– Friends who live nearby can not be assumed to be near you most of the time unless you all work from home and hardly ever go out. They will be away from home at the times when it is most interesting to know where they are – lunchtimes, weekends, evenings out. In fact it is friends who live in the same city and participate in the vibrant city life who will derive the most benefit from mobile LBS social networking services.
    – Knowing what a friend is doing can useful and interesting but is much more powerful if you know where they are doing it. What if they’re watching a sports game at a bar but they’re too far away for you to get there by closing time? Twitter lets millions of people say what they’re doing now, but imagine adding location information to that too. That’s what MobiLuck is aiming to do by sending SMS alerts whenever a friend is nearby. What your friend is doing is often implied in their place localisation (bar, restaurant, cinema, museum, …) however they can also tell you what they’re doing if they wish.

    By the way we’re now also accessible via the more contemporary mobile site URL

  11. Hi Dennis.

    Agreed, without widespread GPS features in handsets, location-based social networking by IP or tower signal strength can’t be accurate enough to be helpful. And who knows when/if GPS will be pervasive enough to make a market? Possibly not for a long time yet.

    It’s not related to my current work on contract for but I’ve done some informal surveying amongst friends and found that in most communities, women are almost certainly not going to physically meet someone they’ve been approached by via a mobile handset. That inhibits the potential for new social interactions signficantly, to guy-meets-guy.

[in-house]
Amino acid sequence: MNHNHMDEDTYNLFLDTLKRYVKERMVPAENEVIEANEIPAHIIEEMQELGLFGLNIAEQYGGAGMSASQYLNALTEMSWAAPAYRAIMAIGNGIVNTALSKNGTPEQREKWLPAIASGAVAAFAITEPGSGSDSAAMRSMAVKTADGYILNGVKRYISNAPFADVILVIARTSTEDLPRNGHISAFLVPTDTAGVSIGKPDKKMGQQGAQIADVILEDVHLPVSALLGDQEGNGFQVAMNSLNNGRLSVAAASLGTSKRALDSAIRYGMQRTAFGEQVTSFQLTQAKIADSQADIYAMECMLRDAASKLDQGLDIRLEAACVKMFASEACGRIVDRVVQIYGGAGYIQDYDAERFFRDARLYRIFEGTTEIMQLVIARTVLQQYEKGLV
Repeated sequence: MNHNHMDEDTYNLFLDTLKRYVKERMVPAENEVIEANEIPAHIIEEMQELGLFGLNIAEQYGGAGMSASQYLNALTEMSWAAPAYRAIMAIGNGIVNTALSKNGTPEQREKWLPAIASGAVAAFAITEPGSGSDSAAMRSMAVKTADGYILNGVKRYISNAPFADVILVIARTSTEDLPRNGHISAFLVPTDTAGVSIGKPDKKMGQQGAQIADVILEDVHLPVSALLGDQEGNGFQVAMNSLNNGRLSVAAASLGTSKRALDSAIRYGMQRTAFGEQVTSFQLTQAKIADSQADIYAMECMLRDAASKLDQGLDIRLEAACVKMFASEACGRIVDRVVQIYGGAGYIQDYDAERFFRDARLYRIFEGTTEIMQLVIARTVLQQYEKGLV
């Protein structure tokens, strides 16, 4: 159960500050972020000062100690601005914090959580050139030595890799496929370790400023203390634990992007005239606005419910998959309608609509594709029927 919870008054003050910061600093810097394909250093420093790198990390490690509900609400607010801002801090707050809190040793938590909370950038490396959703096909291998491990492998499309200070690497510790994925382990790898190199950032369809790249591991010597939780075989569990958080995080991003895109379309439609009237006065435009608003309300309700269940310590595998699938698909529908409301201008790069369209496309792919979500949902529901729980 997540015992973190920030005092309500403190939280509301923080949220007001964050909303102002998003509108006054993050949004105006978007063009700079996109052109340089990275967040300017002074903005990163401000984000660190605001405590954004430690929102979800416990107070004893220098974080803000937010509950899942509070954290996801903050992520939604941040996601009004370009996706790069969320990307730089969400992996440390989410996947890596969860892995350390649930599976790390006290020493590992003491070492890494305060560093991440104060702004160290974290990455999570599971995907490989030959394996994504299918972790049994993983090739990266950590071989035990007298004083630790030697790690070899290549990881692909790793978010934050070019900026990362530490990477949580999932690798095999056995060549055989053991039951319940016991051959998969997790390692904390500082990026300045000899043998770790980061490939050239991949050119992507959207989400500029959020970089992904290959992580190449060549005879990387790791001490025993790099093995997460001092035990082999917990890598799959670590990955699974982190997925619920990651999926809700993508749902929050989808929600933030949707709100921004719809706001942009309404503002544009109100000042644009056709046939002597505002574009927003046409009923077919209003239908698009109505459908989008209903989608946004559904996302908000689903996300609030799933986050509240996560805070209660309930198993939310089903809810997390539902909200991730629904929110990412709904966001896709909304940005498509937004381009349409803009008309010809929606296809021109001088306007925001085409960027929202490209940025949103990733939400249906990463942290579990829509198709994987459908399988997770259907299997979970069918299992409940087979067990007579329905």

Amongst friends we already have, I believe for most of us, friends fall into two categories; (1) those who live nearby, so i can safely assume they’re near me most of the time; and (2) friends out of town who generally email/call me weeks in advance to let me know they’ll be visiting soon. In neither case do I need a mobile social networking platform to tell me where they are.

    So maybe ‘where they are’ isn’t that interesting, but ‘what they’re doing right now’ on the other hand, is very interesting indeed, since I might want to join them in the activity, or learn something more about who they are by getting an insight into their day. is an example of one of the products that does that really, really well.

    Like Mobiluck it started life as something else, but bluepulse is now a “mobile social messaging” product.

    The bluepulse approach of focusing on full functionality from within the mobile browser as well as a downloadable client makes it work on a very broad range of handsets. A unified messaging in/outbox makes it easy to communicate with friends on bluepulse and recruit new friends. Suddenly, adoption goes from, “I could let my friends know about this, but it probably won’t work on their phone” to “if my friends what to stay in touch with what i’m doing, using bluepulse is so much cheaper, quicker and easier than SMS.”

    You’ve covered bluepulse before in this blog, though that was some time ago, and focused on the bluepulse widget platform. Check out the latest bluepulse when you get a chance and compare it to the products you’ve mentioned in this blog post. Would be great to hear what you think.